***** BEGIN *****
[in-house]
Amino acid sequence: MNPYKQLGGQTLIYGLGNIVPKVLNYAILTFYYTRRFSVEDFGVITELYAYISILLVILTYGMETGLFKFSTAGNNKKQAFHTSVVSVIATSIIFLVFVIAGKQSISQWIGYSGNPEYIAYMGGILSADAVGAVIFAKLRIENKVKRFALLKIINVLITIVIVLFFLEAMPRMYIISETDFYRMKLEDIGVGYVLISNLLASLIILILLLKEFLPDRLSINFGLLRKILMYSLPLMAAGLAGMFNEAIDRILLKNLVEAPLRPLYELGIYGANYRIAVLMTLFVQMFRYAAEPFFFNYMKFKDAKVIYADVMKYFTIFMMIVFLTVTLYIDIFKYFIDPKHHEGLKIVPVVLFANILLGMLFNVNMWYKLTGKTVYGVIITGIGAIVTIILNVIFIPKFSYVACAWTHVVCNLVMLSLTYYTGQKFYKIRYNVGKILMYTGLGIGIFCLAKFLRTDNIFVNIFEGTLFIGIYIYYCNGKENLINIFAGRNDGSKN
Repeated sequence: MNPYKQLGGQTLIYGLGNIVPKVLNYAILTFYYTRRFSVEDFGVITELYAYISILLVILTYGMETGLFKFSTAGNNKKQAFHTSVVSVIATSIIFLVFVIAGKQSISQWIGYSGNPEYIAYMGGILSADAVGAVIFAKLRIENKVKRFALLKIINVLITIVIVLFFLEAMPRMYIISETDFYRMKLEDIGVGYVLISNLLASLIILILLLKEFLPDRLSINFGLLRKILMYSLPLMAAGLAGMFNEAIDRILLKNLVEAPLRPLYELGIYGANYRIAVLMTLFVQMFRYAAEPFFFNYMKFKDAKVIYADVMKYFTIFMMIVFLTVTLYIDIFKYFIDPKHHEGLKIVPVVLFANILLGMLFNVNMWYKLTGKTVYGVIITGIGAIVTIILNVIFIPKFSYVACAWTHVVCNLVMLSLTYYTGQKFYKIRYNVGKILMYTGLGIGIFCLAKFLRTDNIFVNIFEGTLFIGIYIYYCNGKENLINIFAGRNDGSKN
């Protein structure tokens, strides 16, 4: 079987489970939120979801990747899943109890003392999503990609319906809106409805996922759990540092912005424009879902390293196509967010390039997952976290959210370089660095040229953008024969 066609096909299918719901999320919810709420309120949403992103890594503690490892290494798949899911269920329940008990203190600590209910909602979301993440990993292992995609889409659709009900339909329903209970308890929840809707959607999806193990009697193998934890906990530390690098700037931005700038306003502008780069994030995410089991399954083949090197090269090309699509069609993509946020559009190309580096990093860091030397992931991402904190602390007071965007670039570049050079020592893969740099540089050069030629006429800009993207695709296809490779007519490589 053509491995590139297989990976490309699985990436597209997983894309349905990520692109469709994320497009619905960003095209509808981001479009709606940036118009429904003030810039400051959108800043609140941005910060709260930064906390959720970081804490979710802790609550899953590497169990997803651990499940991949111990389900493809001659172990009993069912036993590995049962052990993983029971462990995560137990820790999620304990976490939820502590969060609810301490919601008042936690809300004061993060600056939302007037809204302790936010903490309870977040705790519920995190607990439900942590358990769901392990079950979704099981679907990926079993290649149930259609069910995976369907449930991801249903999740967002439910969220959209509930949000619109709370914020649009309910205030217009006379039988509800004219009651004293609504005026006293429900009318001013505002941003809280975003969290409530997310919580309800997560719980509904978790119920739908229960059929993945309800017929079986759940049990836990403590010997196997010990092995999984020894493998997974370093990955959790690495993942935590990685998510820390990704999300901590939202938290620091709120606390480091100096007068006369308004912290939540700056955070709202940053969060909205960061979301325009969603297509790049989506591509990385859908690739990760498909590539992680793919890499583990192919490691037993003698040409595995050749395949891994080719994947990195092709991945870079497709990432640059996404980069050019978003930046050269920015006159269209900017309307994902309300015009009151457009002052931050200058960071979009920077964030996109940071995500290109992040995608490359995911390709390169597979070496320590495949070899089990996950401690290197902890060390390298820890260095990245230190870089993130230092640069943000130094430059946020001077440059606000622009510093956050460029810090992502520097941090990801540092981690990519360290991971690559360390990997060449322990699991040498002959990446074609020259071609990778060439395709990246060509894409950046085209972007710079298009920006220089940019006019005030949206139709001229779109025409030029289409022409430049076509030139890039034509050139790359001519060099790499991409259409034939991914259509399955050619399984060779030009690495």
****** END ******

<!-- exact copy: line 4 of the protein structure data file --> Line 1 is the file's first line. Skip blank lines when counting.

């Protein structure tokens, strides 16, 4: 079987489970939120979801990747899943109890003392999503990609319906809106409805996922759990540092912005424009879902390293196509967010390039997952976290959210370089660095040229953008024969 066609096909299918719901999320919810709420309120949403992103890594503690490892290494798949899911269920329940008990203190600590209910909602979301993440990993292992995609889409659709009900339909329903209970308890929840809707959607999806193990009697193998934890906990530390690098700037931005700038306003502008780069994030995410089991399954083949090197090269090309699509069609993509946020559009190309580096990093860091030397992931991402904190602390007071965007670039570049050079020592893969740099540089050069030629006429800009993207695709296809490779007519490589 053509491995590139297989990976490309699985990436597209997983894309349905990520692109469709994320497009619905960003095209509808981001479009709606940036118009429904003030810039400051959108800043609140941005910060709260930064906390959720970081804490979710802790609550899953590497169990997803651990499940991949111990389900493809001659172990009993069912036993590995049962052990993983029971462990995560137990820790999620304990976490939820502590969060609810301490919601008042936690809300004061993060600056939302007037809204302790936010903490309870977040705790519920995190607990439900942590358990769901392990079950979704099981679907990926079993290649149930259609069910995976369907449930991801249903999740967002439910969220959209509930949000619109709370914020649009309910205030217009006379039988509800004219009651004293609504005026006293429900009318001013505002941003809280975003969290409530997310919580309800997560719980509904978790119920739908229960059929993945309800017929079986759940049990836990403590010997196997010990092995999984020894493998997974370093990955959790690495993942935590990685998510820390990704999300901590939202938290620091709120606390480091100096007068006369308004912290939540700056955070709202940053969060909205960061979301325009969603297509790049989506591509990385859908690739990760498909590539992680793919890499583990192919490691037993003698040409595995050749395949891994080719994947990195092709991945870079497709990432640059996404980069050019978003930046050269920015006159269209900017309307994902309300015009009151457009002052931050200058960071979009920077964030996109940071995500290109992040995608490359995911390709390169597979070496320590495949070899089990996950401690290197902890060390390298820890260095990245230190870089993130230092640069943000130094430059946020001077440059606000622009510093956050460029810090992502520097941090990801540092981690990519360290991971690559360390990997060449322990699991040498002959990446074609020259071609990778060439395709990246060509894409950046085209972007710079298009920006220089940019006019005030949206139709001229779109025409030029289409022409430049076509030139890039034509050139790359001519060099790499991409259409034939991914259509399955050619399984060779030009690495």